Welfare Reform: Who's For And Against The Benefit Cap Proposal?

Ids Welfare Reform Bishops

The Huffington Post UK   Dina Rickman First Posted: 23/01/2012 12:10 Updated: 23/01/2012 15:38

The government's proposed £26,000 cap on benefits, one of the coalition's most divisive policies since coming to power, is facing a challenge from Liberal Democrats and Bishops in the Lords.

The bill will mean no family can claim more than £500-a-week in welfare, the equivalent amount of a £35,000 salary after tax.

As ministers face a showdown at the House of Lords, we take a look at who is for and against, and why.

FOR: Iain Duncan Smith, and the government. The work and pensions secretary insists the changes won't push families into poverty - and his policy is supported by 76% of the public according to YouGov polling.

IDS was backed up by the prime minister's official spokesperson who said on Monday "The key incentive we are trying to change is the incentive around work.

"We can't have a system where people are claiming benefits which are greater than you would get if you were in a job paying £35,000."

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SITTING ON THE FENCE: Labour have taken a mixed position saying they support the camp in principle but are concerned about how it is being implemented. Shadow work and pensions secretary Liam Byrne has said Labour will support the bishops' amendment to exclude child benefit from the cap if the party's own amendment is defeated.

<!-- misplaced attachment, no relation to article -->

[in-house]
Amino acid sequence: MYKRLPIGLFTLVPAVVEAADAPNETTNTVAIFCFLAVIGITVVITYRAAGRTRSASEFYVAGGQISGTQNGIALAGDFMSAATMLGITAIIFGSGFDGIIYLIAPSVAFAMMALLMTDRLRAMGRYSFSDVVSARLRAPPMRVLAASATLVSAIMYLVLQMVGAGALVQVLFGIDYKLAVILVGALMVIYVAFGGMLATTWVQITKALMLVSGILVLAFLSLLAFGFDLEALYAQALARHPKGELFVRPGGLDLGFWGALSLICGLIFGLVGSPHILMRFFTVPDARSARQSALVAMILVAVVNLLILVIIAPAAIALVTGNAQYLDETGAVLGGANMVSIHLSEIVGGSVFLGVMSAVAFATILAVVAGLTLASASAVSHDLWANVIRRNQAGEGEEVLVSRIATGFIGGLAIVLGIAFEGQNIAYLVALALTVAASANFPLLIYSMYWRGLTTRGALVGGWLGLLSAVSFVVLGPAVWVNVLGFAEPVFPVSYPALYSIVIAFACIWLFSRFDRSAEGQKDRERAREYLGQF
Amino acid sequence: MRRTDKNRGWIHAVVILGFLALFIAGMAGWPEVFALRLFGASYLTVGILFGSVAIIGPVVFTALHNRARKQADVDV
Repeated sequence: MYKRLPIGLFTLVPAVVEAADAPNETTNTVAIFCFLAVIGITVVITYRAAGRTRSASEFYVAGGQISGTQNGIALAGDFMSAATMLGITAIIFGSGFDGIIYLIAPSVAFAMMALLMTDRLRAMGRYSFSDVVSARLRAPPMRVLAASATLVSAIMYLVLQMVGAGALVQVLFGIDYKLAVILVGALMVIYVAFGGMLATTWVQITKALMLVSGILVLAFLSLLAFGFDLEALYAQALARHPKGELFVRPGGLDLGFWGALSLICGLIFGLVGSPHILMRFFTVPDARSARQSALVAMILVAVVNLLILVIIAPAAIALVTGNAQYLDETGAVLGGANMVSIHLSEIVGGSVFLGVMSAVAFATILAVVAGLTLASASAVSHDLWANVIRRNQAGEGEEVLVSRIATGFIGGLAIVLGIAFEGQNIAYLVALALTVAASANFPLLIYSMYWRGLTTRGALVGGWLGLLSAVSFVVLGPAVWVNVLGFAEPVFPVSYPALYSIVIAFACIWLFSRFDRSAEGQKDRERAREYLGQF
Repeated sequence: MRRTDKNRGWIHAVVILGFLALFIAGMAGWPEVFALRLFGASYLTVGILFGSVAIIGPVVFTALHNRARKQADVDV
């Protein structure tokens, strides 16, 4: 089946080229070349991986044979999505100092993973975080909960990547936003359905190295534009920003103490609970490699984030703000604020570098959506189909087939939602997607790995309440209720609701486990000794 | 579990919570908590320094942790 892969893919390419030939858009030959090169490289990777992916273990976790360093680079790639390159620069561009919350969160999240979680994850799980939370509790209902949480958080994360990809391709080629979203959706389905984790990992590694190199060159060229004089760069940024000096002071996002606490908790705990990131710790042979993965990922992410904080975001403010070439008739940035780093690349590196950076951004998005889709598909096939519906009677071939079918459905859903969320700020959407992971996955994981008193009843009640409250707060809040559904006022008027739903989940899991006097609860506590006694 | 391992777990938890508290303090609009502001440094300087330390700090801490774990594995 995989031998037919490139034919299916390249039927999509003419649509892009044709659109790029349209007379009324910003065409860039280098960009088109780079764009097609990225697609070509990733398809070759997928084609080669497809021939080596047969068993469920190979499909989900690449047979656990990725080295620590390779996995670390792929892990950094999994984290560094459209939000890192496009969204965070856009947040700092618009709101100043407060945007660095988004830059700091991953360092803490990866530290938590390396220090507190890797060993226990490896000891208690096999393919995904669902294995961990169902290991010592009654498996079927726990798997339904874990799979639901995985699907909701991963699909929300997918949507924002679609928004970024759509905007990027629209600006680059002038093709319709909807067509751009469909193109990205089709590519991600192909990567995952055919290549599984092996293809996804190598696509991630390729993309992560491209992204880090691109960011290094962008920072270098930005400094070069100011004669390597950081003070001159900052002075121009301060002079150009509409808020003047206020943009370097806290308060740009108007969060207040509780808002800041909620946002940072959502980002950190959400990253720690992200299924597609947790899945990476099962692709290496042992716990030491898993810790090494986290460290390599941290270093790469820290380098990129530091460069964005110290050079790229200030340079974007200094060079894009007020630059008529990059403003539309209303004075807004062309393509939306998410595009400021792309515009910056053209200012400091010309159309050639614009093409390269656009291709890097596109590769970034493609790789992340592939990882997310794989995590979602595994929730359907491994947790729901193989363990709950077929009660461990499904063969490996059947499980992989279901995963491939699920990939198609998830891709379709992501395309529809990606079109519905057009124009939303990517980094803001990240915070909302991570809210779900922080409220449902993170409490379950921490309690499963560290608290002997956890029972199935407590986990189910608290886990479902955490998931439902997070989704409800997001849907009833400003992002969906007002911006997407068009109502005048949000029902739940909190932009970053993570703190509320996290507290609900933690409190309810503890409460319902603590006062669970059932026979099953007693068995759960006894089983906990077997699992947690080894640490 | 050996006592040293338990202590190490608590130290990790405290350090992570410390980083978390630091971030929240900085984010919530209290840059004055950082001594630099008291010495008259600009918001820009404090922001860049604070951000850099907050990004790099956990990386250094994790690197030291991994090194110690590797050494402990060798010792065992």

AGAINST: So why is it so controversial? In a blog for the Huffington Post CentreForum's chief economist Tim Leunig explains how an average family would have "only £1.64 to live on" under the cap.

"No alternative figures will make any difference: this is simply not a living income for a family with four children in private rented accommodation in a cheap part of outer London."

The Bishop of Ripon and Leeds, Rev John Packer, is attempting to change the bill to mean child benefit is excluded. He is supported by the child poverty action group, who argue that the policy is "based on a foundation of myths" and could push 210,000 children into "severe poverty and homelessness.

Chief Executive Alison Garnham added the Bishops' changes were sensible. "We hope a government that promised to be the most family friendly ever will prove it today by following their lead."

Take a look at our slideshow for a run-down of who's for and who's against the cap.

Against.. Lord Ashdown
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"I voted with the Government on everything until now [but] I will not support the benefit cap in its present form...

"The work and pensions Secretary Duncan Smith has said that he accepts the transition arrangements have to be put in place. I know, I know, that Nick Clegg is fighting very, very hard for those transition arrangements to be put in place."

The former Liberal Democrat leader added: "As the President of UNICEF, I think the effect on children across the country of a cap in its present form will be in my view completely unacceptable."

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